Grado SR60 Headphones Review
Our in-depth review of the Grado SR60 headphones.
Tour & Design
The Grado headphones are all black. Their cups have large, circular foam pads covering them, and open backs. The open backs are covered by a grate, making the sound element easy to see, but a bit hard to get at. The cups rest in a plastic C-shaped housing, allowing the cups to tilt back and forth. This part is attached to the band by a metal rod. These metal rods both allow the cups to rotate in a full circle and to stretch away from the band, in order to accommodate larger heads. The band itself is metal, and covered with leather.
|The open back of the cup.|
In the Box
In the Grado SR60 box, you'll find a dearth of interesting things. Other than the SR60s themselves, all you get is a sole 1/8-to-1/4-inch adaptor.
Overall, the Grados SR60s aren't the most durable headphones. They start out at the plug promisingly enough, with a ridiculously good cord guard that should keep the cable safe from any amount of bending, pulling or other rough treatment. The cord itself is great too; the tough platic coating means that you will never have to worry about it snapping or tangling up on itself. The neck split is also really heavy duty. On the other side of the neck split, however, things take turn for the worse. The thinner cable on the other side of the neck split feels loosely wrapped around the internal wires, and we are concerned that this cable could be damaged by an overly sharp bend or twist. Because it's relatively hollow, the cable can bend and twist around quite a bit at the neck split.
|This is a very rugged neck split.|
The cable is a bit minor compared to how the cups are connected to the band. The cups sit in a plastic half-circle, on two pins so it can rotate. This plastic 'C' is incredibly flimsy, as are the pins that grab onto the cup. The other issue lies in the plastic part at the end of the band, which the cups' metal rods slide through. Essentially, this plastic box attempts to join two pieces of metal; any bending will but the brunt of the stress on this brittle plastic.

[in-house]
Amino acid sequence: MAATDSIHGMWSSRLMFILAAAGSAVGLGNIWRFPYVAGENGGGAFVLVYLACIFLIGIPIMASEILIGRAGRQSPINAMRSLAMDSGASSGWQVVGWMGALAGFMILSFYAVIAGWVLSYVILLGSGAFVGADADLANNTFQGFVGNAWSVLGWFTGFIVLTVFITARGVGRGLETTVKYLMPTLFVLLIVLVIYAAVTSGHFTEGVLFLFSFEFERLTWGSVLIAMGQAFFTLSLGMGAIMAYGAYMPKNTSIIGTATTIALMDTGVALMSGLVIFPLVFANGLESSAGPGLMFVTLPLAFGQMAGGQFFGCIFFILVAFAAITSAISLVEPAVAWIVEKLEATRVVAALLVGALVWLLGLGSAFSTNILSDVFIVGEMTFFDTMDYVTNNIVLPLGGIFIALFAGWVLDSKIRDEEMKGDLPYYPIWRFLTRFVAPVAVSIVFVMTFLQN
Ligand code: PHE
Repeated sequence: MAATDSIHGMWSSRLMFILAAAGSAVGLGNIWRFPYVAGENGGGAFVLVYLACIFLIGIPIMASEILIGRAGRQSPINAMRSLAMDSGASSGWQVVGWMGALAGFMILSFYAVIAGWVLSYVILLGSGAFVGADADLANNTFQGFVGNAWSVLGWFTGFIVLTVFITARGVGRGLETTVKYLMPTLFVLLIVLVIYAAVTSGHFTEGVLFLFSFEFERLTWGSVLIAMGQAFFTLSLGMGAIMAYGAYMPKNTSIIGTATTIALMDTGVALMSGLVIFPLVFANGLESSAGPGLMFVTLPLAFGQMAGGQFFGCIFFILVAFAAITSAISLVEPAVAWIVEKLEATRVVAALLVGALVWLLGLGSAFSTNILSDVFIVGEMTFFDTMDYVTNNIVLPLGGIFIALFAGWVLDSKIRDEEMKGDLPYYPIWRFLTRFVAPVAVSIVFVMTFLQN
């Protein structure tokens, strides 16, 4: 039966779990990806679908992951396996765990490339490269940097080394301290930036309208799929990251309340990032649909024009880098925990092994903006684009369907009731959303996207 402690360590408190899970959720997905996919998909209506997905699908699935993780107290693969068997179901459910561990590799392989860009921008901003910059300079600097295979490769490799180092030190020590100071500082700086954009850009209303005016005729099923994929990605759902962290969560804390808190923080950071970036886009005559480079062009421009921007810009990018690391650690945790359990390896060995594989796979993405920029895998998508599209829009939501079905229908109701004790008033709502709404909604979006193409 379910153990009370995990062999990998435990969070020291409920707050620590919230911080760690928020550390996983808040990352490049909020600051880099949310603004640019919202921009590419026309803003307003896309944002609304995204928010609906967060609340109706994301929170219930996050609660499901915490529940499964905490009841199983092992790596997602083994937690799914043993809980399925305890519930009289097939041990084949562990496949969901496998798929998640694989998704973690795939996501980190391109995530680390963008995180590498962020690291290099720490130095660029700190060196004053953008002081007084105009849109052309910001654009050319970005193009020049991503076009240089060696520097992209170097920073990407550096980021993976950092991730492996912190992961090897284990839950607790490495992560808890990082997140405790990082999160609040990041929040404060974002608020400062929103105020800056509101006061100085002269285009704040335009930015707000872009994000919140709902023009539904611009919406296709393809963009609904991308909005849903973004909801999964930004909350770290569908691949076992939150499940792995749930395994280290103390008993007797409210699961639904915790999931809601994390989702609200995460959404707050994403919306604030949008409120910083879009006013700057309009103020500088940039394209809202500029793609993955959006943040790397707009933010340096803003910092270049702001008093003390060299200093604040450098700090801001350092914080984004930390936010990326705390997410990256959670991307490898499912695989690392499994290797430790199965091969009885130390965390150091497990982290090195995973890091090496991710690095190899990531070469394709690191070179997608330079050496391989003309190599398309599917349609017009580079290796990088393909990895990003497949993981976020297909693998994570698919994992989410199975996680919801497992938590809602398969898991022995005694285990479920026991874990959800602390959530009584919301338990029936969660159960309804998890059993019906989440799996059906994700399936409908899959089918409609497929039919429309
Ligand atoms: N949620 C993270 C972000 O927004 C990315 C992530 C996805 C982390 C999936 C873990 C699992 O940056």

These headphones are no blue-ribbon beauties: they look really cheap. The foam ear padding is vintage 1980, as is the lettering and plastic quality. That being said, we do live in a day and age where such an aesthetic, through some miracle of irony, is considered attractive by many. If you view it in that light, they actually do have some charm to them. If you're in this mind set, feel free to add your own three or so bonus points to this score. Chances are, however, that many people won't like this particular look (although the sliding ear cups do modernize the look a bit). Overall, while the SR60s are kind of ugly, it's a cute ugly.
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